This stage of organisation transition is typically characterised by formalisation of the organisation’s structure (including team structures and more formalised job roles) and introduction of processes. In addition, with people and performance issues becoming salient, the fundamental HR policies and processes are introduced.
However, HR tends to be transactional in nature at this point and reactive to immediate issues, such as the need to recruit quickly, or to ensure a consistent people management approach across the business.
The introduction of formality at this stage also tends to include a more consistent approach to training for operational staff. However, as the organisation is still emerging, flexibility remains important and needs to be considered when introducing people management policies and processes.
One of the first tasks Atlas’s first HR executive undertook was to design a robust recruitment and selection approach.
Pang Shu Xin, Executive Director, Mothercare Singapore
“Now that responsibility for hiring was devolved to department managers, some guidelines were needed to ensure a consistent hiring approach across the business.”
Mothercare Singapore made training for front-line staff its first priority.
‘The internal training manager has developed a curriculum for basic-level training which includes an orientation programme for new hires and also selling skills for frontline staff about how to engage customers.’
There is a tipping point when a short-term, reactive HR approach (for example to recruitment and capability-building) is no longer sufficient and, as the business is thinking more strategically, so HR needs to follow suit. As the workforce typically grows, there is a need to evolve the organisation structure which often involves adding more management layers. This can create distance between owner/leader and employees leading to a disconnect with their vision and values. Having clear job roles and effective communication that formally states and reinforces the vision and values is required, enabling employees to interpret both ‘what do I need to do and how do I need to do it?’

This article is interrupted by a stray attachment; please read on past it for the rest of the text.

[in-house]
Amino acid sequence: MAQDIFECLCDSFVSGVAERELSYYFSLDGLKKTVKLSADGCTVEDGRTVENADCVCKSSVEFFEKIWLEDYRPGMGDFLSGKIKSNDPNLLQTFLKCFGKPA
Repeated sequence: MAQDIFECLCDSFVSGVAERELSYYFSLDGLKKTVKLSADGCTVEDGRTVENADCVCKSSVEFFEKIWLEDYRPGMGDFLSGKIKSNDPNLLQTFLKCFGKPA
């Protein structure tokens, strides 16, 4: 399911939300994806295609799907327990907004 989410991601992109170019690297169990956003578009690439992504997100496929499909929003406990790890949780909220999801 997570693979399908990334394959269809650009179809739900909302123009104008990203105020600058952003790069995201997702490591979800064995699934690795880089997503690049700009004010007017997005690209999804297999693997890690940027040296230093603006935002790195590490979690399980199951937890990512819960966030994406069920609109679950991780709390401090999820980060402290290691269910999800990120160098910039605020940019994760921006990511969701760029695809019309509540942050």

Typically, as the owner/leader ‘let’s go of the reins’ and relies on managers to execute the organisation’s vision, there is the temptation to be more prescriptive about how work is done. However, with too much formalisation, the organisation may become process-heavy, stunting innovation and organisational agility. If the organisation’s values are strongly embedded, less prescription is needed.
As the workforce size increases, HR needs to maintain its closeness to the business – something that tends to be easier in a smaller entity. HR having a deep understanding of the changing nature of the business and maintaining close relationships with stakeholders will enable them to anticipate what the business needs.
Sherwin Siregar, Deputy CEO, Atlas Sound and Vision Singapore
“When the company was smaller it was easy to get the feel of the values because you saw the founders, who were basically the living values, on the shop floor every day; you got it by “osmosis”. But as we grew we realised we needed to articulate a succinct vision for our organisation and crystallise our values. We did a lot of communicating externally but we needed to do internal branding.”